Bridge the Long Distance- Marie Villeza
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Bridge the Long-Distance Caregiver Gap With Technology
The year 2011 marked the first time in American history where the number of adults aged 65 and over exceeded the number of children under the age of five. The baby boomers had reached retirement, in droves. And by 2015, 48.8 million of the population was over 65, with an estimated 98.2 million, nationwide, estimated by 2060. Of this number, a whopping 19.7 million is expected to be over 85.
With an increasing population of seniors, naturally more of us have had to become protectors from afar. About 11 million Americans are serving as long-distance caregivers, living more than an hour away, according to the National Institute on Aging.
The way they manage care over the miles, though, has been completely transformed by the use of fast-advancing technology. AARP reports an estimated $42.9 billion was spent on the caregiving market in 2016, and they expect that by 2020, it will be as high as $72.2 billion, as families look for the best technological solutions to manage their loved one’s care.
Here’s a look at some amazing technology apps you can use if you’re assisting a loved one.
Video chatting is a great way to stay in touch with family members who may feel lonely. It also allows you get a good look at them to check for any signs of illness, disorientation, or other problems. You can even attend doctor’s appointments this way. Try Facetime via your iPhone, or Skype via a computer or phone, for video chatting.
Managing medication needs and adherence from afar can be one of the most worrisome and challenging issues you face, especially if your parent has ever had issues with addiction. Enter smartphone medication-monitoring apps. Downloading an app to your phone and your parent’s phone will put medication information at your fingertips. It provides education on your parent’s condition and medication and sends reminders to patients to help with compliance. Physicians can also log in to the app to check in on their patient’s progress. Consider either the Medisafe or MedHelper app.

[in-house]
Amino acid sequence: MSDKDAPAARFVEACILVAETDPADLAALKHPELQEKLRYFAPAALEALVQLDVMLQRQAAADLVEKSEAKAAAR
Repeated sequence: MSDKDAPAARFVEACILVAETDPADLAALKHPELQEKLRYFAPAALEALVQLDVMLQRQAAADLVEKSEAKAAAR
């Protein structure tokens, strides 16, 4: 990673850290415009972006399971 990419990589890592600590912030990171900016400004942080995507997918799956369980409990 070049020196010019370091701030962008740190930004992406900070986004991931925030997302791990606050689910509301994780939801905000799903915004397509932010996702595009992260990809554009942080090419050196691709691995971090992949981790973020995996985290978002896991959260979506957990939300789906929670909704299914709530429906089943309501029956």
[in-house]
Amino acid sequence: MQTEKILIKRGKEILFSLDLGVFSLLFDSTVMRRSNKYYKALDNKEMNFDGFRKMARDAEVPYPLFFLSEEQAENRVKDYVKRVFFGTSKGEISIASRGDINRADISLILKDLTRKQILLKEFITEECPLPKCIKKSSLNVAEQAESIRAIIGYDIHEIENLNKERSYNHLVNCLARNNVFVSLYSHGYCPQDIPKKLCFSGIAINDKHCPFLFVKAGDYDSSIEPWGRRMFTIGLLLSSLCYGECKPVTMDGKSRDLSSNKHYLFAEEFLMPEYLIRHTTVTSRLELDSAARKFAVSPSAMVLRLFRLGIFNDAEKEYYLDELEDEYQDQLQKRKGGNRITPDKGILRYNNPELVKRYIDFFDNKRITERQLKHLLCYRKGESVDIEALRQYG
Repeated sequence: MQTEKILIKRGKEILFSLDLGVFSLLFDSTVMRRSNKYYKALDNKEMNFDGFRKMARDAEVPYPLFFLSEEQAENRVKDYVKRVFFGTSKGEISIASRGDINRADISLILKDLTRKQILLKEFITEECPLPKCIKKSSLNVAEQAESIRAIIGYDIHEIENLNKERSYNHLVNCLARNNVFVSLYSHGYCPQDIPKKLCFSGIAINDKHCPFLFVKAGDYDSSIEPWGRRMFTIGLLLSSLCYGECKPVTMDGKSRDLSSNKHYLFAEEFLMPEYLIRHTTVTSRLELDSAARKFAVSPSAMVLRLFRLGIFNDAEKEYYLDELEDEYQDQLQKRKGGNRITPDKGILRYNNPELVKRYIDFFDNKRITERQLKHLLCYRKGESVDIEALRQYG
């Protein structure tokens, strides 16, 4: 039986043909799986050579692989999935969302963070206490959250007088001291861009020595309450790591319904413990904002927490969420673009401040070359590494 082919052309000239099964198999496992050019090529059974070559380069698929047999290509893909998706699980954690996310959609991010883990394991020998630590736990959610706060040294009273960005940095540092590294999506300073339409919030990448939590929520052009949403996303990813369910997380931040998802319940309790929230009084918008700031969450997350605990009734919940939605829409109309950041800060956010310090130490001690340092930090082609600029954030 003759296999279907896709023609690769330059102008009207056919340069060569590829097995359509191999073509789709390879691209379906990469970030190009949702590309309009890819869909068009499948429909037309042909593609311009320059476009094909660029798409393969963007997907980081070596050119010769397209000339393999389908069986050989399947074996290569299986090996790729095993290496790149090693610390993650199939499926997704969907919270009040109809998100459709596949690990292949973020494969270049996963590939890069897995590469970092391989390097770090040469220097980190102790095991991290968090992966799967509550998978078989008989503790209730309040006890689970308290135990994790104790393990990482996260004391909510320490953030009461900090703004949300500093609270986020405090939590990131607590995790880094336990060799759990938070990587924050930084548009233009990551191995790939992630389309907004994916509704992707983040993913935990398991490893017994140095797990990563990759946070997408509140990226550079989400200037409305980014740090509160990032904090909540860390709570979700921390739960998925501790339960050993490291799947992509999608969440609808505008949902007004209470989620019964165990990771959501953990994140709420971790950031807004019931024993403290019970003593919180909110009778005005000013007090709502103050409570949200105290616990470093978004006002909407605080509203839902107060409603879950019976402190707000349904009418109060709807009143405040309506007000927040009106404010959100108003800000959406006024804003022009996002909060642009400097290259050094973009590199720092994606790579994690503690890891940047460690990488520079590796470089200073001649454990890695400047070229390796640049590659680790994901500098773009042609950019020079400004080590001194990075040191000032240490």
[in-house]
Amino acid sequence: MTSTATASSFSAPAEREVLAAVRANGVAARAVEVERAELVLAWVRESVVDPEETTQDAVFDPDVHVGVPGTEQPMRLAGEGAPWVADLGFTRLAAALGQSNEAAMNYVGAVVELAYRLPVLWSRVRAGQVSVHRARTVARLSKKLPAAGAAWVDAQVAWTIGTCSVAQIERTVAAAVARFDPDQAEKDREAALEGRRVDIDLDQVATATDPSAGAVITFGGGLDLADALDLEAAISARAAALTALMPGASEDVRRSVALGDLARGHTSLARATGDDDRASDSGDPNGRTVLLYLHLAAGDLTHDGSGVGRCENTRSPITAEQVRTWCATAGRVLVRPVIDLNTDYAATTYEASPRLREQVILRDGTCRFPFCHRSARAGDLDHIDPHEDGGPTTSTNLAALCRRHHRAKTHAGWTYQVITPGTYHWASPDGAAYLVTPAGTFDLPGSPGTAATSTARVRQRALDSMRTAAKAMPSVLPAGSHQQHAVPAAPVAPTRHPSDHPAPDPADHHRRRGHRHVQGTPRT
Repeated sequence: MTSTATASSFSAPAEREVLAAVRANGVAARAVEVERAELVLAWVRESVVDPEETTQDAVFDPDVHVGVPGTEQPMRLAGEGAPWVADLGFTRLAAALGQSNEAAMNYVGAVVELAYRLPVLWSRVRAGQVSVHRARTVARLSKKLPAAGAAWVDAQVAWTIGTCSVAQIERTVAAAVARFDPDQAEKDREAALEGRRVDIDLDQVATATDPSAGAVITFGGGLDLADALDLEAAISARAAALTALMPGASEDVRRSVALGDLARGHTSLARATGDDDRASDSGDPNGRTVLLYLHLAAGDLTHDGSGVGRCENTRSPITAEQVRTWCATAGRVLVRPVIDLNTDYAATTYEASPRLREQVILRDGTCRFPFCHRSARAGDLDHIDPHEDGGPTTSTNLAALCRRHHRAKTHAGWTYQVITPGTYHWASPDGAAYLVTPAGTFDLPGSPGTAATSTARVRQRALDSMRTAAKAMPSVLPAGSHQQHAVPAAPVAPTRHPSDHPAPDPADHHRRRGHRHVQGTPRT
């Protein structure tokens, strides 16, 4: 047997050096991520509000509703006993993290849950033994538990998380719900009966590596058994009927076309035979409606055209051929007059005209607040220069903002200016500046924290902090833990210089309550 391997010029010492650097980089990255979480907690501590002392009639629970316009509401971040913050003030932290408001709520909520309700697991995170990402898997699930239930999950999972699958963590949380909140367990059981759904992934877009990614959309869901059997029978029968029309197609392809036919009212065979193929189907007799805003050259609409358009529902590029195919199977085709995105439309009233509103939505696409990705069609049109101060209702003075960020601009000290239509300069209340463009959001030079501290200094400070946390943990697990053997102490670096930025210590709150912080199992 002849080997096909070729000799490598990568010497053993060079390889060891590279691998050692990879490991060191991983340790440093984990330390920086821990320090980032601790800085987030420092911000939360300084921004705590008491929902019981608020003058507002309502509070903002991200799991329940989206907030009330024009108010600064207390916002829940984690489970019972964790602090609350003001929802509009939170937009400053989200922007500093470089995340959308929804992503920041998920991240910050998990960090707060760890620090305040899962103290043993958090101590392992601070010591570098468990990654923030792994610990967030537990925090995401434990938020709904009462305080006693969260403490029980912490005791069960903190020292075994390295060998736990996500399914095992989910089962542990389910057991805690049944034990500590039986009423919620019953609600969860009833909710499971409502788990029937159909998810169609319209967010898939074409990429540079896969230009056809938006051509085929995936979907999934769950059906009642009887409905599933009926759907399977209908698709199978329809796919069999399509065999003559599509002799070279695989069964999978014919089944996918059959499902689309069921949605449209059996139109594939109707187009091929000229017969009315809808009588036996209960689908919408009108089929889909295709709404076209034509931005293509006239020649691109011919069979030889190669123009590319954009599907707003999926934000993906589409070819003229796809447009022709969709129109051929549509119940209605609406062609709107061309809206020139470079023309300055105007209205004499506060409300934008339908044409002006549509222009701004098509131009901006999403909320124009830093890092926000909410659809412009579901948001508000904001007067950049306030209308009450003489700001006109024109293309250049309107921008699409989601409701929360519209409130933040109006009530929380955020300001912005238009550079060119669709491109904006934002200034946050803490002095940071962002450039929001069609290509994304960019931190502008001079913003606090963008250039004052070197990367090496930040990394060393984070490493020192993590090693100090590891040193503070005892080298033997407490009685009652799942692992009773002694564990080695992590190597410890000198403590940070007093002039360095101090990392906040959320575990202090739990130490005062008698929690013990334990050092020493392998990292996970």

Online patient portals, provided by the patient’s physician, provide the most up-to-date patient records in real time. Information includes health-status changes, lab results, medications prescribed, and treatment plans. Work with your loved one’s physician to make sure you have online access to his or her records.
In the event of a medical emergency, it’s important to have a system in place so your loved one can get immediate help. Laurie Orlov, technology expert from Aging in Place, recommends two different systems to families: GreatCall 5Star Response service and MobileHelp. Both provide you with a good option for a personal emergency-response device for an aging loved one who lives alone.
If your loved one is surrounded by other family members and friends who may be willing to assist, consider using a care calendar to help plan when you’ll need assistance. You can create calendars for meal sharing, transportation help, and other tasks you may need a hand with. Consider creating a care community at lotsahelpinghands.com.
If you’re sensing that seniors may be having memory issues, and even if they’re not, you may want to track their location via their phone. Knowing where they are can also provide you a way to provide emergency care for them if they are away from home. Consider GPS apps, such as Trax and PocketFinder.
Various health monitors can now be connected to the internet, so family and physicians can monitor a patient’s condition. Blood-pressure cuffs, blood-glucose monitors, and even heart monitors provide web and mobile app tools for tracking and analyzing data from the devices. Consider an AliveCor heart monitor, an Omron blood-pressure cuff, or Glucosio for monitoring and managing diabetes.
Using these apps can give you greater peace of mind when it comes to caring for your loved one from afar. Perhaps more importantly, though, you can enjoy a stronger sense of connection. There’s nothing like spending an evening on Skype reliving childhood memories with mom or dad to bridge the gap.
Author: Ms. Villeza developed ElderImpact.org to provide seniors and their caregivers with resources and advice.